Scared of soy? Thanks to internet and TV claims, many people have a fear of this legume. But is there any research to actually support this fear? Read on to find out.
The controversy over soy has to do with the isoflavones that it contains. Isoflavones are a phytoestrogen that act as a very weak form of estrogen and actually compete for the same place on cells as estrogen. This means that they can affect the action of estrogen. They do not, however, increase estrogen levels in the body.
The isoflavone content of soy foods differs by food:
|Edamame||¾ cup||138 mg|
|Soybeans, cooked||¾ cup||81 mg|
|Soynuts, roasted||¼ cup||60 mg|
|Tofu||¾ cup||52 mg|
|Soy beverage||1 cup||20-30 mg|
The number one concern that I hear about soy products is that they increase the risk of breast cancer. However, there is no evidence to support this claim. The original research was conducted in rodents who metabolize isolfavones very differently than humans. In human population studies, soy consumption is actually associated with reduced breast cancer risk. Research shows that breast cancer survivors and even women with estrogen-sensitive breast cancers do not need to avoid soy. On the other hand, it is recommended that they don’t take soy supplements that contain concentrated forms of isoflavones.
Others fear that consuming soy may cause an underactive thyroid by blocking thyroid hormone production. In fact, this claim is only supported in people who do not get enough iodine (a mineral) in their diet. In Canada, iodine deficiency is rare because salt has iodine added to it to prevent deficiency.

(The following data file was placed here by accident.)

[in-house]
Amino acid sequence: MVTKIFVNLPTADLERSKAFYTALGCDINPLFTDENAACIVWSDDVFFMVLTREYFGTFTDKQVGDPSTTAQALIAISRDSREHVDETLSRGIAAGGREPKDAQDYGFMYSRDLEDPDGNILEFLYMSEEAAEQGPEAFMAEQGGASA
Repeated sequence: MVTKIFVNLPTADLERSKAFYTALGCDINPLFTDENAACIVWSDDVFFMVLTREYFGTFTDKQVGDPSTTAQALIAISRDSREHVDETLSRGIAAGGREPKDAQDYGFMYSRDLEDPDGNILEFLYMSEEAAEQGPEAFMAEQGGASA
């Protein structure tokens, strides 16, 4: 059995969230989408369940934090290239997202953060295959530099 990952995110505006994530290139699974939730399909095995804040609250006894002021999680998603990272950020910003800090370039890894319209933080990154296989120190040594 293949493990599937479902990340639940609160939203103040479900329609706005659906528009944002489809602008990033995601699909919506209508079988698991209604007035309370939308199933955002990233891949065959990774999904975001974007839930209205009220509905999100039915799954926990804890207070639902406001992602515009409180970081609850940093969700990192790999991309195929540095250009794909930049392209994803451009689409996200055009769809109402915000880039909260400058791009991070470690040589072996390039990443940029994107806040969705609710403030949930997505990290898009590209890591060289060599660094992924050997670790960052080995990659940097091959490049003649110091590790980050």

Another concern with soy is a fear that it will cause feminization in men since isoflavones acts like a weak estrogen. However, this claim, like the one above, is not supported. Men would have to consume extremely high amounts of soy to cause sex hormone changes. Additionally, the effects would be reversed when soy intake was discontinued.
Soy is a great addition to the diet, especially for vegetarians or those trying to limit animal product intake. 1 cup of soy milk contains as much protein as about 100 grams of meat. Unlike other beans, such as kidneys beans, black beans, or chickpeas, soybeans are a complete protein, which means that they contain all the essential amino acids needed for growth and development.
If you don’t consume cows’ milk, soy milk is a great alternative and should be selected over other milk alternatives like almond, cashew or rice. This is because soy milk has a similar nutrient profile to cows’ milk. Both contain about 8 grams of protein. On the other hand, almond milk, cashew milk and rice milk are all poor protein sources. Each contain only about 1 gram of protein.
Another reason to include soy protein is its positive heart health effects. Consuming 20 grams of soy protein each day reduces “bad” LDL cholesterol that can cause cardiovascular disease.
Be careful what you read online. Many people hype up the fear of soy products despite the lack of evidence to support the claims. There should be no fear when it comes to consuming soy. It’s a nutritious and tasty choice.